Greenhouse gas emissions in the US totaled 6,501,000 million metric tons of carbon dioxide equivalent in 2012, a 3.3 percent reduction from the previous year, according to an annual draft report by the EPA.
The decrease from 2011 to 2012 was caused by a drop in the carbon intensity of fuels used by power plants to generate electricity due falling natural gas prices, according to the draft report. A decrease in transportation sector emissions caused by small fuel efficiency gains as well as warmer winter conditions that dampened demand for heating fuel also helped push emissions levels down, the EPA says.
Overall, total emissions have increased 4.4 percent from 1990 to 2012.
The Inventory of US Greenhouse Gas Emissions and Sinks: 1990-2012 tracks total annual GHG emissions and removals by source, economic sector and historical data going back to 1990. The inventory, which is submitted each year to the United Nations Framework Convention on Climate Change, also calculates CO2 emissions that are removed from the atmosphere through the uptake of carbon by forests, vegetation, soils and other natural processes called carbon “sinks.”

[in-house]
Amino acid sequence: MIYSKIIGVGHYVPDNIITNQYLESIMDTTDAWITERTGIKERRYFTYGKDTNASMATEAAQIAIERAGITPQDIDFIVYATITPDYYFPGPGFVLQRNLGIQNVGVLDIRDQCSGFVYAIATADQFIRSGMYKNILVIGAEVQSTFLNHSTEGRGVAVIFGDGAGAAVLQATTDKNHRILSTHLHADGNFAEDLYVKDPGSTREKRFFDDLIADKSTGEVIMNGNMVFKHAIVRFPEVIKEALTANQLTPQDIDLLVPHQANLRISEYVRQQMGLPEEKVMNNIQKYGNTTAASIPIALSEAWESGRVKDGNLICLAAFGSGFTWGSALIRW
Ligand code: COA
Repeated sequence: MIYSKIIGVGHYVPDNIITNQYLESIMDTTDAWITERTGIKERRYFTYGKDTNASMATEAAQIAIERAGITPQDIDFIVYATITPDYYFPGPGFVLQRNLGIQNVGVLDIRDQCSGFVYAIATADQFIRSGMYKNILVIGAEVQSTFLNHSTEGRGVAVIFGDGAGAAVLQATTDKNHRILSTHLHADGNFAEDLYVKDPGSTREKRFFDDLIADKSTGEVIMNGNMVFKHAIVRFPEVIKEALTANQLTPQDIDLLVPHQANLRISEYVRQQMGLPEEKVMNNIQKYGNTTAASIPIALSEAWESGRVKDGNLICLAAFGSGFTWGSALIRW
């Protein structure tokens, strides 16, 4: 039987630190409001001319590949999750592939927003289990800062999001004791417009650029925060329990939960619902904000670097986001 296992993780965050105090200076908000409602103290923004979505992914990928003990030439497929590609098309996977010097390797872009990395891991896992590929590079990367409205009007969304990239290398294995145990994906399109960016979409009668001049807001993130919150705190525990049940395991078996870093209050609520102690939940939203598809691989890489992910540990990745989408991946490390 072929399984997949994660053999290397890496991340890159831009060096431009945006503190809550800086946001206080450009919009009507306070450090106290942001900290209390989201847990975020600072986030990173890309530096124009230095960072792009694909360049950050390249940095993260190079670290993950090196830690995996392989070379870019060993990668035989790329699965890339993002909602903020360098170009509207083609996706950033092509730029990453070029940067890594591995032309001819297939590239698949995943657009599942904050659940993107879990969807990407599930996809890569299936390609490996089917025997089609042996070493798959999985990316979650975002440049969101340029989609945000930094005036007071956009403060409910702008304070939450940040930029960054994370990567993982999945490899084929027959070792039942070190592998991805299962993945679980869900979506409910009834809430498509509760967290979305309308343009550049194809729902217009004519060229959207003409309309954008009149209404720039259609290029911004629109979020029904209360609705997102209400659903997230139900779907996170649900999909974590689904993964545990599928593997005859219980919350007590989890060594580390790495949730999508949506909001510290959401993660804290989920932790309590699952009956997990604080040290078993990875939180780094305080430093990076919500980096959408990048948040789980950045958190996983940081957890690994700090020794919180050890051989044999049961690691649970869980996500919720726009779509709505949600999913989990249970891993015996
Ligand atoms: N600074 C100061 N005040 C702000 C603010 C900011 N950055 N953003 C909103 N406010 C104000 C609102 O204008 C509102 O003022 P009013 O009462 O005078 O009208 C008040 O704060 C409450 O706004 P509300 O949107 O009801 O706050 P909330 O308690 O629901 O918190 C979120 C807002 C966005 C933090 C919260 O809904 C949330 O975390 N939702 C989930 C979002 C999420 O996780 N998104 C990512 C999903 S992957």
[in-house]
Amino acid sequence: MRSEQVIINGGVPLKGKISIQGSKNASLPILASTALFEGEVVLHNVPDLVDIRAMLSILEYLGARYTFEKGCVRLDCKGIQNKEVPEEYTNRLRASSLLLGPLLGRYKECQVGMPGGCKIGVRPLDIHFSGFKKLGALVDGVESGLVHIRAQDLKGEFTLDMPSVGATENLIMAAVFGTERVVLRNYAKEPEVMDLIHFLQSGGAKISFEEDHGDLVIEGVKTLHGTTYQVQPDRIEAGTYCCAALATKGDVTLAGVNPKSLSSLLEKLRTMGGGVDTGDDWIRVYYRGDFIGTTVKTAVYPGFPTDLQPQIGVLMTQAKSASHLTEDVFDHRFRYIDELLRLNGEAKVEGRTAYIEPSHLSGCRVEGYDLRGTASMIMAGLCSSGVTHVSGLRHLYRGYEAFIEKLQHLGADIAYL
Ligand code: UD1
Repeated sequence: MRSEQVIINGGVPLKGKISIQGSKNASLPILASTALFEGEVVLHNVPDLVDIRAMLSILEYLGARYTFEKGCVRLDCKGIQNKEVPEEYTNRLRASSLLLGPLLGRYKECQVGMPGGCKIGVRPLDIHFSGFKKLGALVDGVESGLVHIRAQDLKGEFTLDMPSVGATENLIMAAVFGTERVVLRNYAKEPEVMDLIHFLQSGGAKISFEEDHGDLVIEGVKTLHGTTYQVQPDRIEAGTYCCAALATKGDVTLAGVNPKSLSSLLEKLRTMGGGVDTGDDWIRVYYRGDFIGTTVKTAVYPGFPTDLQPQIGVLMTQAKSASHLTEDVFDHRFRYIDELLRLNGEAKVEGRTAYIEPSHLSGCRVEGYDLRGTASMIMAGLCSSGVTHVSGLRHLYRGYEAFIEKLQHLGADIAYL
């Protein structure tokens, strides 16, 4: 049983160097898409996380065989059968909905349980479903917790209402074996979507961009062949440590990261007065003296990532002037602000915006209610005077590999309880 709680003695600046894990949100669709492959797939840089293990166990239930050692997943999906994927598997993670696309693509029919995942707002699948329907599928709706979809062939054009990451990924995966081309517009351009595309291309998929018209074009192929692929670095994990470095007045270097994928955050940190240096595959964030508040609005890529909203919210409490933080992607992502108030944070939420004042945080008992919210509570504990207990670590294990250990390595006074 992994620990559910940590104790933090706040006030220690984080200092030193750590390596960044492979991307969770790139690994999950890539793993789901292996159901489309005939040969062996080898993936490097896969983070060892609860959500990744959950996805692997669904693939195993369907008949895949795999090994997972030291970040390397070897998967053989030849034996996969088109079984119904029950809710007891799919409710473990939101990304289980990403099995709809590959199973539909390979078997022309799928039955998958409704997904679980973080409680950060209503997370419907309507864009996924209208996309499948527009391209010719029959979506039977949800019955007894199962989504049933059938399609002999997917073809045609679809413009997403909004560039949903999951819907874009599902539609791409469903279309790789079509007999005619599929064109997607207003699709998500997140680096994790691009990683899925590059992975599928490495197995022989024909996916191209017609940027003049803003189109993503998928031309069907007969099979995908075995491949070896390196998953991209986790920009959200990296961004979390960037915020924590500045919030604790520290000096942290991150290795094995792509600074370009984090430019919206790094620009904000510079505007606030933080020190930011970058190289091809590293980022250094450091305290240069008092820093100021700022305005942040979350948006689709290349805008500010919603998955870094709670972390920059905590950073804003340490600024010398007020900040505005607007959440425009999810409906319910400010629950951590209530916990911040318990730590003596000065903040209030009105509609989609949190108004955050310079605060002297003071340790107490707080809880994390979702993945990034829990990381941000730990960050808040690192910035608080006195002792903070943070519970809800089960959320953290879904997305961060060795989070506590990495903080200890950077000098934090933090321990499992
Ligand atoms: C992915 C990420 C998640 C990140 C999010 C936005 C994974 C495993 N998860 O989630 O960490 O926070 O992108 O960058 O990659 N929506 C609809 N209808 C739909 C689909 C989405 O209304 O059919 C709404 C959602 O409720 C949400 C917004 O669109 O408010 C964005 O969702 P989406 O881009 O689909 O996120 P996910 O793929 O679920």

The primary GHG emitted by human activities in the US was CO2, representing about 82.7 percent of total emissions. Overall, total emissions of CO2 have increased 5.2 percent from 1990 to 2012.
Electricity generation, transportation, industrial, residential and commercial are the five major fuel consuming sectors contributing to CO2 emissions from fossil fuel combustion, according to the report.
The largest source of CO2, and of overall GHG emissions, was fossil fuel combustion. Natural gas system, enteric fermentation from domestic livestock and decomposing waste in landfills were the main sources of CH4 emissions, which have decreased 10.7 percent since 1990.
Agricultural soil management, mobile source fuel combustion and stationary fuel combustion were the major sources of N20 emissions.
Greenhouse gas emissions in the US fell 1.6 percent from 2010 to 2011. GHG emissions in 2011 were 6.9 percent lower than 2005 levels.